Did China successfully hack hardware at the CIA, Apple, Amazon, and nearly 30 major American companies? | Politics News | SupChina

Did China successfully hack hardware at the CIA, Apple, Amazon, and nearly 30 major American companies?

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If this bombshell report in Bloomberg Businessweek (porous paywall) is true, then China has pulled off a feat of hacking so incredible that one expert describes it as “like witnessing a unicorn jumping over a rainbow,” or, if you prefer, “black magic.”

  • According to an ongoing U.S. investigation, which dates back to 2015, a Chinese military unit implanted microchips “as small as a sharpened pencil tip” on server motherboards made in China. In reporting the details of the investigation, Bloomberg Businessweek cites “six current and former senior national security officials,” as well as multiple anonymous sources who worked in or with the companies involved.
  • The chips are really, really small — click here for a picture of one next to a penny — and were “unlikely to be detectable without specialized equipment.”
  • These tampered motherboards were then sold, unwittingly, by Supermicro, a San Jose–based company that is one of the world’s biggest suppliers of server motherboards for data centers.
  • Elemental Technologies, a startup that uses Supermicro motherboards, then sold the chips to the CIA, Apple, Amazon, and nearly 30 major American companies.
  • In 2015, Amazon and Apple both inspected their chips and found the unexpected implanted microchips, and Amazon was the first to alert authorities and provide them access to the sabotaged hardware.
  • U.S. investigators believe that the tiny chips have the ability to “create a stealth doorway into any network that included the altered machines,” and that they are designed to give China “long-term access to high-value corporate secrets and sensitive government networks.”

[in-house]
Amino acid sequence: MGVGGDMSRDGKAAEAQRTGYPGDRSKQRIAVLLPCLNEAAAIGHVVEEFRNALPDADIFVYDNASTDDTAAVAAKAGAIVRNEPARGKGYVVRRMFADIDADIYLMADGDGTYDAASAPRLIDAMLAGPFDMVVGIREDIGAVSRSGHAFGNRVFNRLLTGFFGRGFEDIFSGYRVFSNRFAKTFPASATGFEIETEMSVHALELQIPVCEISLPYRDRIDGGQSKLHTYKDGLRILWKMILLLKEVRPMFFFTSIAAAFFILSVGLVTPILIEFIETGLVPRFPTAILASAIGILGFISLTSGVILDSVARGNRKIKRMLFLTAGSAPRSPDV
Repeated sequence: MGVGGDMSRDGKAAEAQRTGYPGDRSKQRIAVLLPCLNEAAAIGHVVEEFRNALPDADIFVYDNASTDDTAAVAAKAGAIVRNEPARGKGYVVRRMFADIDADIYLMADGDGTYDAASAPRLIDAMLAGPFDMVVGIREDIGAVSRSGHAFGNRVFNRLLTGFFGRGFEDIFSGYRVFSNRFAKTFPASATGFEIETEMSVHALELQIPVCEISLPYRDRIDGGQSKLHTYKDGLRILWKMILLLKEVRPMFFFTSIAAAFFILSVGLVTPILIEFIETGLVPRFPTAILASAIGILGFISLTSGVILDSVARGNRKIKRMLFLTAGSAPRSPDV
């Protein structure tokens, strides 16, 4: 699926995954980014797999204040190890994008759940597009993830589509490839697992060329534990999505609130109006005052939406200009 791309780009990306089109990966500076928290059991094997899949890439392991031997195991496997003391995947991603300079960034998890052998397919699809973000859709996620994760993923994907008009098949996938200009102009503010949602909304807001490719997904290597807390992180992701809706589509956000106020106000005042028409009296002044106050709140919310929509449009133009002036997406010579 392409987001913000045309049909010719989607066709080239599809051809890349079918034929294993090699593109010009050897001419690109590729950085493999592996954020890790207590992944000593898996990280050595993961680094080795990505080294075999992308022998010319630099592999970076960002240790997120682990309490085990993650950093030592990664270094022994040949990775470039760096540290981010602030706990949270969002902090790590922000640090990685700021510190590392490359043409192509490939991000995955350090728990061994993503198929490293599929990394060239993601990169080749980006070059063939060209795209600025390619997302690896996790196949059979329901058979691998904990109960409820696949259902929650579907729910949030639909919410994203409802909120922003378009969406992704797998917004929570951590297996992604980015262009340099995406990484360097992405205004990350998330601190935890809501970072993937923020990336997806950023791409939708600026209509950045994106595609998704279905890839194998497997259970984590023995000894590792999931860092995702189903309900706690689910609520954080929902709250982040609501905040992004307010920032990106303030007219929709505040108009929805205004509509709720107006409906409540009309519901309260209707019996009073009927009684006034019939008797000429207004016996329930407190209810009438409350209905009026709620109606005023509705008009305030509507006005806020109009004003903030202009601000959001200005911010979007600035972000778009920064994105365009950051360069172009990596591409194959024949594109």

• Apple severed its relationship with Supermicro in 2016, but that is “a decision a spokesman for Apple ascribed in response to Businessweek’s questions to an unrelated and relatively minor security incident” — that link is to a separate Bloomberg report where Apple acknowledged that it had found “malware downloaded from Supermicro’s customer portal” in 2016.

Amazon, Apple, Supermicro, and the Chinese government have all strenuously denied the hardware hacking allegations, according to a follow-up report from Bloomberg Businessweek. Here are some selections from their statements:

  • Amazon said: “At no time, past or present, have we ever found any issues relating to modified hardware or malicious chips in Super Micro motherboards in any Elemental or Amazon systems. Additionally, we have not engaged in an investigation with the government.” (This version of the statement is cited by Reuters.)
  • Apple said: “On this we can be very clear: Apple has never found malicious chips, ‘hardware manipulations’ or vulnerabilities purposely planted in any server. Apple never had any contact with the FBI or any other agency about such an incident. We are not aware of any investigation by the FBI, nor are our contacts in law enforcement.”
  • Supermicro said: “We are not aware of any investigation regarding this topic nor have we been contacted by any government agency in this regard. We are not aware of any customer dropping Supermicro as a supplier for this type of issue.”
  • The Chinese foreign ministry said: “China is a resolute defender of cybersecurity… Supply chain safety in cyberspace is an issue of common concern, and China is also a victim… We hope parties make less gratuitous accusations and suspicions but conduct more constructive talk and collaboration so that we can work together in building a peaceful, safe, open, cooperative and orderly cyberspace.”

Nevertheless, as the investigation wore on, U.S. officials reportedly came to believe that “the security of the global technology supply chain had been compromised, even if consumers and most companies didn’t know it yet.” And despite years of research into tampered hardware detection, “no commercially viable way to detect attacks like the one on Supermicro’s motherboards has emerged — or has looked likely to emerge. Few companies have the resources of Apple and Amazon, and it took some luck even for them to spot the problem.”

Lucas Niewenhuis

Lucas Niewenhuis is an associate editor at SupChina who helps curate daily news and produce the company's newsletter, app, and website content. Previously, Lucas researched China-Africa relations at the Social Science Research Council and interned at the Council on Foreign Relations in New York. He has studied Chinese language and culture in Shanghai and Beijing, and is a graduate of the University of Michigan.

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